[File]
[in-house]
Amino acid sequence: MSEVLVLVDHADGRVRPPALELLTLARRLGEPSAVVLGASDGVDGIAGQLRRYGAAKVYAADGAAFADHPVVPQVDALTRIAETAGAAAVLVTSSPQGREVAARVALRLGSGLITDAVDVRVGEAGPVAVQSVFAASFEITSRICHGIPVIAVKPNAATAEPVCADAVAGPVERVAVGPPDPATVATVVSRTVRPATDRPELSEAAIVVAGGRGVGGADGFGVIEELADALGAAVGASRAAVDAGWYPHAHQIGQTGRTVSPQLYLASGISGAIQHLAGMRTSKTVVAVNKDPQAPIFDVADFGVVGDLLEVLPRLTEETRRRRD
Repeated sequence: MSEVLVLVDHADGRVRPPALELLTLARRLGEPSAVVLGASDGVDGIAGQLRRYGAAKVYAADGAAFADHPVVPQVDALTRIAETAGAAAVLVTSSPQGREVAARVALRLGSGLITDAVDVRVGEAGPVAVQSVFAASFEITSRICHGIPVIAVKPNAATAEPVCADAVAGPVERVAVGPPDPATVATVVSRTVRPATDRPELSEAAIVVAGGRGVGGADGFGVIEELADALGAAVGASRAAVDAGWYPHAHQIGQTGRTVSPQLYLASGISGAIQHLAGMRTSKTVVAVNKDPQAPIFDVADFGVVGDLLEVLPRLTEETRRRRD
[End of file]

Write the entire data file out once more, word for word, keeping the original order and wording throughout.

[in-house]
Amino acid sequence: MSEVLVLVDHADGRVRPPALELLTLARRLGEPSAVVLGASDGVDGIAGQLRRYGAAKVYAADGAAFADHPVVPQVDALTRIAETAGAAAVLVTSSPQGREVAARVALRLGSGLITDAVDVRVGEAGPVAVQSVFAASFEITSRICHGIPVIAVKPNAATAEPVCADAVAGPVERVAVGPPDPATVATVVSRTVRPATDRPELSEAAIVVAGGRGVGGADGFGVIEELADALGAAVGASRAAVDAGWYPHAHQIGQTGRTVSPQLYLASGISGAIQHLAGMRTSKTVVAVNKDPQAPIFDVADFGVVGDLLEVLPRLTEETRRRRD
Repeated sequence: MSEVLVLVDHADGRVRPPALELLTLARRLGEPSAVVLGASDGVDGIAGQLRRYGAAKVYAADGAAFADHPVVPQVDALTRIAETAGAAAVLVTSSPQGREVAARVALRLGSGLITDAVDVRVGEAGPVAVQSVFAASFEITSRICHGIPVIAVKPNAATAEPVCADAVAGPVERVAVGPPDPATVATVVSRTVRPATDRPELSEAAIVVAGGRGVGGADGFGVIEELADALGAAVGASRAAVDAGWYPHAHQIGQTGRTVSPQLYLASGISGAIQHLAGMRTSKTVVAVNKDPQAPIFDVADFGVVGDLLEVLPRLTEETRRRRD